How to Install GoBoard Tile Backer Board
It’s time to work on DIY’ing your tile shower and you’re not looking forward to working with the dreaded cement board again. It’s dusty, crumbly, and hard to start screws into. Not to mention how heavy it is.
Sure, there are waterproof foam backer boards on the market but they are extraordinarily expensive. So what to do?
Well, this is an area in which GoBoard is quite compelling: It costs significantly less than other foam backer boards yet is much easier and simpler to install than cement board.
What’s the catch? We’ll get to that. But first…
[box type=”shadow” align=”aligncenter” class=”” width=”330px”]This post is sponsored by Johns Manville, the maker of GoBoard Tile Backer Board.[/box]
What is GoBoard?
GoBoard tile backer board is made by Johns Manville and is a waterproof foam board that provides a surface to be tiled over.
It’s similar to other foam backer boards in that it has a foam core with a facing attached to it.
It is waterproof. Of course, you’ll have to seal the seams and penetrations like you would with any backer board. But GoBoard itself is waterproof and doesn’t get an additional waterproofing added to it.
Why is GoBoard Tile Backer Board compelling?
Unlike some of the other popular foam backer boards that require their own brand of special screws and washers, GoBoard is installed with cement board screws or galvanized roofing nails.
edit: GoBoard fasteners are now available and can be spaced every 8 inches as opposed to 6 inches. They are specifically designed for GoBoard with a bigger diameter head for more holding power.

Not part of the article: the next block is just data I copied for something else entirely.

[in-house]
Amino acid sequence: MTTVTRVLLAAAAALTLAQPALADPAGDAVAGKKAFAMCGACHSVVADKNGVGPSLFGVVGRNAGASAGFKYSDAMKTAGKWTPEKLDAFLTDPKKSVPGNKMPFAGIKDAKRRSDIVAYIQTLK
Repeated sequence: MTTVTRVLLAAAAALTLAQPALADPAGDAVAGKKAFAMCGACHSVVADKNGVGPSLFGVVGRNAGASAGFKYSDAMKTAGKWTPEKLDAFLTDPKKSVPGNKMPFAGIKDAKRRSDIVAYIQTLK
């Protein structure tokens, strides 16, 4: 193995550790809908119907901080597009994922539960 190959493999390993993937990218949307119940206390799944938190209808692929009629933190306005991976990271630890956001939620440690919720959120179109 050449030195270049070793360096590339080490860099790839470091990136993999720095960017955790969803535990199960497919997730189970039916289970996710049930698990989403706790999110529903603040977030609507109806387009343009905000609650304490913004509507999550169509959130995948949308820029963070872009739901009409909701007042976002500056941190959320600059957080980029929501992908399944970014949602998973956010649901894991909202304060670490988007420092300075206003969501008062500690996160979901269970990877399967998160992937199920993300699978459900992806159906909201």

Additionally, each 3ft x 5 ft sheet weighs about 8lbs. Much lighter than 30lb+ weights of cement board.
Because it’s made out of foam it won’t damage the walls in a home as you’re carrying it upstairs which is a common occurrence with cement board.
Then when you factor in the ease of waterproofing, mentioned above, and the cost savings compared to other foam backer boards, you can see how all this adds up to quite a compelling product.
I see two main drawbacks with GoBoard Tile backer board.
1. A lack of system components.
Currently, GoBoard doesn’t have the whole array of shower components that some of its competitors do. Products such as foam benches, shower niches, and assorted shower pans as examples.
While I believe these things are currently in the works and that they soon will have a whole system of shower components to complement their backer board, right now, in March of 2018, those products are not on the market.
Yes, GoBoard tile backer board is a bit itchy to work with.
Johns Manville is a company that makes building products such as fiberglass insulation. Some of the technology that they’ve developed for their products has gone into the creation GoBoard.
In the video above, my wearing of long sleeves wasn’t an accident. Long sleeves will help minimize this inconvenience.
How to install GoBoard Tile Backer Board: Two methods
The first method is the way that is outlined by other foam backer board manufacturers. This is where you apply sealant to every edge prior to installing the backer board.
For example, you would apply a bead of sealant to the top of the tub flange- then install GoBoard over it. Then apply more sealant on top of that sheet and install another sheet on top of it.
The video below demonstrates this method:
In this post, and my video, I’m going to demonstrate the second method: Install all the GoBoard first- then apply all the sealant afterward.
Install First; Seal later
The advantages of installing GoBoard this way are that you’re not constantly going from the sealant to the install.
I like to wear rubber gloves when applying any sealant and I find it preferable to put them on one time and tackle the goopy part all at once.
However, the critical aspect of this is to make sure that you leave a 1/8 inch gap everywhere that you will need to apply GoBoard sealant. Without leaving a gap it’s likely your installation won’t be waterproof.
Tools needed to install GoBoard:
- caulk gun
- cement board screws (or roofing nails or other approved fasteners)
- putty knife